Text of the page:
A fig commonly found in many garden centers used as a hanging basket plant is Ficus repens/pumila. Commonly called the Creeping fig. It is one of an assortment of figs that will climb up tree trunks, stone or brick walls and soon cover the surface with a very dense covering of leaves.
It is peculiar also in having two types of leaf. One is the very small heart shaped leaf that it grows as a small cutting and another much larger leaf that grows on sturdier branches that are often not supported on the wall to which most of the plant is clinging.
It an be used to shape small bonsai by allowing the green stems to get woody and to set shape and then to create a canopy from the branches. Getting a large trunk of this species is difficult and I have been looking for one for many years.
Creeping over a brick wall mostly small leaves are showing
Make sure to keep this plant moist as it does not recover from drying out.
Ficus pumila showing small and larger leaves
Ficus show lots of natural variations when grown from seed. Leaf shape, leaf size, bark color, vigor etc. can vary greatly from one seedling to the next. This can even occur with seed harvested from the same mother tree.
Ficus virens with a rounder leaf form
Some of the leaves are quite round
The same tree to show its branch structure after defoliation
Here is one of many Ficus virens that I have grown from seed. This individual has a rounder leaf than the normal virens. Its other characteristics are pretty typical for Ficus virens but if one were to just use the leaf shape as a major factor in the identification it might just lead you astray. This is one of the most frustrating features of Ficus, their variability. While making our lives miserable by confusing our identification it is a useful trait for the species as it enables them to modify themselves and perhaps find an environmental niche to exploit.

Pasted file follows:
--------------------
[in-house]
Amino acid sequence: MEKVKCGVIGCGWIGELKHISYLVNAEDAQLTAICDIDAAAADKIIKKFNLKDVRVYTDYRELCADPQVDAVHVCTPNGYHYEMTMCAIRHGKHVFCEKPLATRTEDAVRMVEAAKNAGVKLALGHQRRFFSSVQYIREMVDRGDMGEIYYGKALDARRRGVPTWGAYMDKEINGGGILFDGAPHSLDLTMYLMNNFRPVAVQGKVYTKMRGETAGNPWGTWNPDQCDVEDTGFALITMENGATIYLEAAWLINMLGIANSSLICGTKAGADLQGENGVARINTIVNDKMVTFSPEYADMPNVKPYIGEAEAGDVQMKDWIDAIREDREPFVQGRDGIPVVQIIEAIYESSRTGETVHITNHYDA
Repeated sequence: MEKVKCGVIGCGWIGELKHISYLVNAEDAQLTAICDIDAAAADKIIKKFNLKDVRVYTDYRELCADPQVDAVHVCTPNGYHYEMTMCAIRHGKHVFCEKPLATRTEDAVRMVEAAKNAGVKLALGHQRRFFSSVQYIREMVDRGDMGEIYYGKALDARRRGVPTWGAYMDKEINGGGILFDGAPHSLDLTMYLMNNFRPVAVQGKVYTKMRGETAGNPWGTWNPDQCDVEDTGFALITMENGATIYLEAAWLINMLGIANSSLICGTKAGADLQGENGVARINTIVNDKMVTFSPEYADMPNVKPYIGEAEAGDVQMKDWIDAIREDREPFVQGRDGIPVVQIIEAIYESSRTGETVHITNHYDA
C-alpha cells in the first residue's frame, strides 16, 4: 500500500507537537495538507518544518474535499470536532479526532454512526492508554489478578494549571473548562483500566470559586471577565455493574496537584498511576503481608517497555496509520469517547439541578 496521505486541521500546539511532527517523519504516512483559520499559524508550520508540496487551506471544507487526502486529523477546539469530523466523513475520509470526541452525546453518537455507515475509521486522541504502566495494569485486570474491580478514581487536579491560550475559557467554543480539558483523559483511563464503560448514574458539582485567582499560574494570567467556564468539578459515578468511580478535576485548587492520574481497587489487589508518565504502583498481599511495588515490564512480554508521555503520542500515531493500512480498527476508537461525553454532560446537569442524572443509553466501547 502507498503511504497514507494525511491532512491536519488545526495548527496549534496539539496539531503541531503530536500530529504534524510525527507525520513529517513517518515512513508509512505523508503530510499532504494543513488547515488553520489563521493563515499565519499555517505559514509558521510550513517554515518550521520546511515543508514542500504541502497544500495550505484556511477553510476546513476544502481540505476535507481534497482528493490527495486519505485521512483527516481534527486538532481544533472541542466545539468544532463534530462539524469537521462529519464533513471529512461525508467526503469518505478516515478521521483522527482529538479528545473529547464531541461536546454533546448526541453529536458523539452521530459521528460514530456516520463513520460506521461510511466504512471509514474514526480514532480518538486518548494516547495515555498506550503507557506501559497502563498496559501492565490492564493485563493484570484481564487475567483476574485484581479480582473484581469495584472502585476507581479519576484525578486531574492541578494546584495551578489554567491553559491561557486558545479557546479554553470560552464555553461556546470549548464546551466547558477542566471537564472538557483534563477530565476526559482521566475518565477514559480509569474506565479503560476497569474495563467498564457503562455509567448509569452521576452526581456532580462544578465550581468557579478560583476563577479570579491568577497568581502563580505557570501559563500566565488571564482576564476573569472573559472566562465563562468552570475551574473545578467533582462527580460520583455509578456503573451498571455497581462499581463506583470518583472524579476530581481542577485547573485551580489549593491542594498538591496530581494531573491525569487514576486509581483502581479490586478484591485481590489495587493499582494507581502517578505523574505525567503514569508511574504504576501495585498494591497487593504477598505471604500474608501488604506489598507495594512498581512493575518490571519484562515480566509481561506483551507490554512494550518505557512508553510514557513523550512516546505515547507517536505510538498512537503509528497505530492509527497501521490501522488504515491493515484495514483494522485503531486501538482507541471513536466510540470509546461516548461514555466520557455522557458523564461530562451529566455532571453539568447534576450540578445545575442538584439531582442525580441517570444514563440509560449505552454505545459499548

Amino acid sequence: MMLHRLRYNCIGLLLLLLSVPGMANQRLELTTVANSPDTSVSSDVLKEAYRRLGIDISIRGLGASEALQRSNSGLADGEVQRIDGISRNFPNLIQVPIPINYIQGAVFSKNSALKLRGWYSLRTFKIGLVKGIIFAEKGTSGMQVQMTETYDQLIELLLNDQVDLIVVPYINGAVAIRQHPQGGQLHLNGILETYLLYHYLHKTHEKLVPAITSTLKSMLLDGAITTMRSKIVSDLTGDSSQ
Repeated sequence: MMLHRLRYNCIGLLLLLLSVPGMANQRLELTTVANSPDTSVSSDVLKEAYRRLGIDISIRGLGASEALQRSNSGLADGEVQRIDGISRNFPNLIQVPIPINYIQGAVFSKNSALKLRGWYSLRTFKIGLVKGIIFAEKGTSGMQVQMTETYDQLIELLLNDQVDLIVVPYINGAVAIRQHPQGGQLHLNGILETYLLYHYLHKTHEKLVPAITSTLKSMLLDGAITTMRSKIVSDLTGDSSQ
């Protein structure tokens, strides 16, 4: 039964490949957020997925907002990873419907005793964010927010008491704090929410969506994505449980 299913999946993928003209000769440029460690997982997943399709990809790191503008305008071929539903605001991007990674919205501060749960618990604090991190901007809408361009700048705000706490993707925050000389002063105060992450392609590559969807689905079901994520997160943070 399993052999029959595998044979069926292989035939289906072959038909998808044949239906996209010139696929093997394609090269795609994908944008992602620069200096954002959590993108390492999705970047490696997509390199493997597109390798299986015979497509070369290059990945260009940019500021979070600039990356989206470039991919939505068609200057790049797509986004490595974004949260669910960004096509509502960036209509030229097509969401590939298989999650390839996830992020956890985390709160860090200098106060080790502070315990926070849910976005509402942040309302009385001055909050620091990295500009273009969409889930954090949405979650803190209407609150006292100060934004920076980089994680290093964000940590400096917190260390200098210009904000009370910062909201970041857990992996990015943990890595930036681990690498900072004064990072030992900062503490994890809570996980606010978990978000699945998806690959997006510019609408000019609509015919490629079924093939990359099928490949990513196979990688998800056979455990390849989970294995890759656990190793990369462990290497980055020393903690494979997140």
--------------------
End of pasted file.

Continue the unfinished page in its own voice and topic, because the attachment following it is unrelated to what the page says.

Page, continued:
Sometimes it is desirable to have a heavier branch and the material is grown in a container, indoors or is just a slow growing variety. In this case the material is Ficus microcarpa ‘Melon Seed’. This is a slow growing, miniature leaf form of microcarpa.
In order to develop it as a bonsai I have a good sized right branch but the left side needs a heavier branch. Fortunately, there are several small branches coming out of the left side that can be fused and form a proper sized branch. The apex of the tree is also too thin but there are no other branches that I can use right now to thicken it up.
Ficus microcarpa ‘Melon Seed’ with a nice right branch but a very thin left branch
The left side has several small branches that are pulled together with electrical/cable ties and with time they will fuse
Appearance of the branch now allowed to grow strongly for some months to fuse
Roots, as with any other part of the bonsai’s design, must be compatible with the overall look and feel of the tree.
In this case, there are one or more roots that do not work with the upright design of the tree.
Non radial root detracts from the movement of the trunk
Close up of the root
The root is removed and the flow of the trunk is now enhanced
In this instance the roots are planted as this species will grow from roots
Ficus rumphii of very large size
Chinese garden is seen through decorative window
Ficus virens, just one of the many species on display
Pond with marvelous rock work
Main entrance at the resort hotel
Just a small part of the bonsai on display
Lovely bridges and pagodas accent the water features
For all my bonsai and non-bonsai friends traveling to Thailand, I would like to highly recommend a visit to The Bonsai Village, Ratchaburi. The Bonsai Village is named after a , a local tree. The bonsai village is a spectacular resort featuring Japanese and Chinese gardens and containing thousands of bonsai trees. The resort covers some 40 acres along the Pa Chee river!
In the gardens are beautifully displayed bonsai trees of museum quality; in fact it is one of the best tropical collections that I have seen anywhere. The bonsai were developed in Thailand as well as imported from many countries including China, Japan, Philippines, Taiwan, and Indonesia. And close to my heart are large numbers of Ficus trees including Benjamina, Microcarpa, Virens, Religiosa, Racemosa, and Rumphii – to name just a few. They are all displayed in wonderful matched containers.
It will take many hours to view even a portion of the bonsai and gardens but it will be well worth the time to see this international museum quality collection even if you have a few hours to spend.